WP:You know, not that there's a solution proposed in here, but it's the idea that everyone's just fucking yelling about a particular belief. The economic overlaps with the social, with the religious. I spent this inordinate amount of time having this conversation on Twitter with this woman, a “Tea Party Patriot fiscal conservative who differs with the GOP on social issues, a deist with strong belief in God”. Her post said, “Occupy Wall St., its these leftist teachings in public schools and colleges and the left-leaning media. We must fix this.” She was calling everyone an idiot, and I was just trying to have a civil conversation with her, to see if it was possible. In her one sentence description, you have not only have to contend with the fact that she's a conservative and differs with the GOP on social issues, but that she's also a deist. Those are three major things that are going to make having a rational discussion a problem. And I'm not even arguing, I'm just listening. So I think one of the solutions is that people have to listen, get over themselves and potentially compromise. Looking at this over the past six or seven months, it's really tempered my own approach to yelling at people on Twitter, because it's futile.It also comes out of my own experience making work: it'll either be interpolated by the art world and sucked up into the apparatus, or the market just doesn't give a shit, because we can't impose things on people. I think there's this general idea that if we just fucking yell enough, we'll have this revolution – that somehow we're magically going to convince this entire sphere of people that they are wrong, have been wrong the entire time, and should get onboard on the left train, which is at historically low levels in this country. Center is left, right is center, and anything that looks like socialism is now fringe. We don't really have a left. The art world purports to be really left — at least grass-fed cow left — but it's really not. It's completely dependent on the funding that comes from the right.

So there's just a general hypocrisy, and I'm not going to lecture anybody on hypocrisy, but it seems to be the natural state of affairs for everybody, right and left. But this woman's screaming, “These people are idiots! Mr. President, you lie!” and I'm like, we're all really that angry? Where's your sense of humor?

WB: It doesn't seem to fit: let's have more ambiguity and compromise and coming together, but also these specific people are assholes. So is this purely a political thing you had to get off your chest? How do you see that fitting in? Maybe it doesn't need to, I'm just anticipating that reaction.

WP: I don't see them as being linked, like if you understand this, you'll understand that. But even if you could understand what caused the financial crisis exactly, you knew everything and had God-like perspective on it, there would still be people saying, “You're wrong. We need to free the market. I'm going with Ayn Rand. I can find some way to spin it and show it's not Greenspan's fault, it's not Goldman Sachs. If we'd just free the market”¦”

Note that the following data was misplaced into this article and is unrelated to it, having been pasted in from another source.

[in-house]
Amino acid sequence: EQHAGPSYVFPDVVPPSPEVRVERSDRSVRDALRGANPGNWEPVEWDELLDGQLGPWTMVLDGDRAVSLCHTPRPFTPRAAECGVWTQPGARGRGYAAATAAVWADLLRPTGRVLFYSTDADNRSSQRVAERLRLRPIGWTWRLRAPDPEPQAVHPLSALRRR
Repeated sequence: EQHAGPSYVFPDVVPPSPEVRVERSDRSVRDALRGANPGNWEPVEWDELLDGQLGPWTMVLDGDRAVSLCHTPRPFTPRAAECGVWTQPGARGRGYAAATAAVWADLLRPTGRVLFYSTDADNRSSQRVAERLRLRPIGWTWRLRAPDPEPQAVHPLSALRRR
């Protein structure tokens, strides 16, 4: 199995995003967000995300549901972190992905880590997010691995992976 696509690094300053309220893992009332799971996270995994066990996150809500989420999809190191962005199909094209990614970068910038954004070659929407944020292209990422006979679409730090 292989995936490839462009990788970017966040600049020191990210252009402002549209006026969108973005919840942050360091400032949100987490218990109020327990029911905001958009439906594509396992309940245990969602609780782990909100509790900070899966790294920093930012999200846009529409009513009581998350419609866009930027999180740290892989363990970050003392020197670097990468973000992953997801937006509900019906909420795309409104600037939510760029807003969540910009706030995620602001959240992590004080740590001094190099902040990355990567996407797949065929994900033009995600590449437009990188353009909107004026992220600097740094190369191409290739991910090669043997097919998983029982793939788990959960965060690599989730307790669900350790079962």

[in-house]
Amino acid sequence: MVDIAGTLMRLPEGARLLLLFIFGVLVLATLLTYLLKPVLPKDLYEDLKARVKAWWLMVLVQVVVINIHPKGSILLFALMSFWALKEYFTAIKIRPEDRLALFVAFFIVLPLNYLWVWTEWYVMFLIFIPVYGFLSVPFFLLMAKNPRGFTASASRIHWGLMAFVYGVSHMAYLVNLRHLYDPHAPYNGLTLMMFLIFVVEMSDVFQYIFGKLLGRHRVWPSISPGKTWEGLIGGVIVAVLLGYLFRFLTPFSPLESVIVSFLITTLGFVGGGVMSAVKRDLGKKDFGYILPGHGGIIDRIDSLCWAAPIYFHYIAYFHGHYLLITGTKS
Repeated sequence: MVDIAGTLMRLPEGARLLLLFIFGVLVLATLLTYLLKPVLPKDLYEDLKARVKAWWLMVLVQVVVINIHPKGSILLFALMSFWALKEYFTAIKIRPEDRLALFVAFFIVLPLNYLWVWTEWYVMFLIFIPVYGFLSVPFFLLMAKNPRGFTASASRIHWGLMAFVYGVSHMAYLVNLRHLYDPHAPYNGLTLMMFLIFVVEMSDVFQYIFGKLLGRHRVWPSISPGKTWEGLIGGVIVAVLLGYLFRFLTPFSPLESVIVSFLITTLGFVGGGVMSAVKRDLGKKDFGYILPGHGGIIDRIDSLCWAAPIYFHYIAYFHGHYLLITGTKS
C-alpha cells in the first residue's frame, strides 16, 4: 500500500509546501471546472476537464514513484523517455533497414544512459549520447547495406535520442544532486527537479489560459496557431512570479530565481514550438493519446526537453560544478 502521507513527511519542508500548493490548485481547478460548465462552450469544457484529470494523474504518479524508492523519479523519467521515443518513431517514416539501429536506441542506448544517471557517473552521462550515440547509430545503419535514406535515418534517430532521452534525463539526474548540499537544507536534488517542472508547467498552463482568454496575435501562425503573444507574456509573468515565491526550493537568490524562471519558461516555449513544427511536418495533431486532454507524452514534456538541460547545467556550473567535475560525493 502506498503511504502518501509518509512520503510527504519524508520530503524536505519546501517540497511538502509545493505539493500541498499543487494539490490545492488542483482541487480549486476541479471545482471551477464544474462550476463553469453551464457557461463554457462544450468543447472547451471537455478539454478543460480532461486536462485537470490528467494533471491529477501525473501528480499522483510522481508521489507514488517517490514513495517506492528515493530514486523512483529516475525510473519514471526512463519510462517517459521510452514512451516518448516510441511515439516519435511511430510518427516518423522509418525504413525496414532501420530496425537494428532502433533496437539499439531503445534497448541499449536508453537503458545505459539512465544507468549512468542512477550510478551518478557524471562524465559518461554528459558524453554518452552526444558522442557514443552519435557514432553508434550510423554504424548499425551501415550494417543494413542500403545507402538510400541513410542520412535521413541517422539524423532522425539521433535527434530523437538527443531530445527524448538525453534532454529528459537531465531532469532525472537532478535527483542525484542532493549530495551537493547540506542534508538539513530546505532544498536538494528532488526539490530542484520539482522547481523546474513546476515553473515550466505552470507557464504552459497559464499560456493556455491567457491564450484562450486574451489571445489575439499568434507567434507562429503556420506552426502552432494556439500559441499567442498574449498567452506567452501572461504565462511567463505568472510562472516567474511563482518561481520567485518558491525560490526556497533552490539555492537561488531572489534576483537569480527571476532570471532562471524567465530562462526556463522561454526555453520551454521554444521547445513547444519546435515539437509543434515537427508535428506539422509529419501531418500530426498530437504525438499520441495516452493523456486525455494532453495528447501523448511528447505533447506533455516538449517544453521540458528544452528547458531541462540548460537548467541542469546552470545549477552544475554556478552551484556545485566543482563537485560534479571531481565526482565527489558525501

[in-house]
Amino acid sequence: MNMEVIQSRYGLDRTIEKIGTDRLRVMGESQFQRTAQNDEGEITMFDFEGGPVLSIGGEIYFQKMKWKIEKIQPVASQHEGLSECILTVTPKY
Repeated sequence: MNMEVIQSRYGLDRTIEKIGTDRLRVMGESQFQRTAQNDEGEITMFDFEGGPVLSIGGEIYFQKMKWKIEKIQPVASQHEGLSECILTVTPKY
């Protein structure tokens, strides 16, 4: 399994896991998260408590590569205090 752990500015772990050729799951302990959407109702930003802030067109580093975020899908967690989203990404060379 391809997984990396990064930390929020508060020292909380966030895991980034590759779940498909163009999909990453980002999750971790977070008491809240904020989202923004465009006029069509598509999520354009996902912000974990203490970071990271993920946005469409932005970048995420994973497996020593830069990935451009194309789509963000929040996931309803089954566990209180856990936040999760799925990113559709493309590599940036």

I don't know what to do when that happens.

You have all this talk, and you have 1% with about 35% of the wealth, which is where is the money to fund the government is coming from, in terms of political campaigns and lobbyists. I'm trying to make that connection.

It's not even that these people are assholes, it's just the way things are structured. Let's say Agnes Gund is on the board at the Whitney and they go for a preview of the shows coming up that season, before the public knows about them, and she knows they're going to be showing Ryan Trecartin and two emerging artists that most people don't know about. Those trustees can walk out the door, call the gallery and say, “Buy me seven Trecartins,” before anybody knows about it. In terms of sustaining prices, you're hanging out with the artists at galas, with other trustees, in the area where collusion need not be formal — it's simply sharing information and talking.

Hopefully, this one isn't saying, “Agnes Gund is a bitch.” I don't know Agnes Gund, I don't even know what she does anymore, but she's one of the top 200 collectors. These things keep coming up in the work. You don't have to get personal with it if you're just looking at the system. My friend keeps talking about the idea that politics shouldn't be personal ever, and I say, “Well, people run politics, so how do you talk about politics without talking about the people?” But politics itself should not be personal. I'm trying to move away from that a little bit.

  • Todd Chilton

    Can you make a single-page version of this? Thanks!

  • walter

    this is incomprehensible, and unlikely to have any practical effect — just like most contemporary art!

    • Will Brand

      Dude you write about art all day and this is the best you got?

      • Will Brand

        More substantially: 
        Of course Powhida’s show is “unlikely to have any practical effect”. Everyone from Picabia to Oscar Wilde has called art useless, and most of them have recognized that this is not a definitive fault. There exist reams of text on the topic of why contemporary art is so useless, if you’re interested, though I get that understanding might lack the self-satisfaction of contempt. In any case, I can recommend a number of good design blogs if that’s what you’re looking for. 

        Besides which, Powhida spends a large part of the interview you’re commenting on saying explicitly that his art is unlikely to have any practical effect. He says that he ”doesn’t know what to do”, that “it’s futile”, that “it’ll either be interpolated by the art world and sucked up into the apparatus, or the market just [won't] give a shit”, that “Even if you could identify and articulate the problem exactly, there are still people who would just disagree fundamentally because it doesn’t line up with their ideological position.” He repeatedly mentions the circularity of the arguments he’s entering into, and the slim chances of changing that. Even if you were to read nothing more than the image at the very beginning of the interview, you would have noticed it’s titled A Continuum of Ideological Futility. 

        I agree that most of Powhida’s subject matter is, in some sense, “incomprehensible”. I think he got that across when he said he ”doesn’t really know how it works”, and when he stated that his goal was “to represent th[at] complexity.” That said, I feel like your comprehension problems might run deeper than that.Is there any particular point in the interview I can clarify? I have seven thousand-odd cut words sitting around in a Google doc, so I can almost certainly shed some light on anything that was left unclear, if you have a specific question.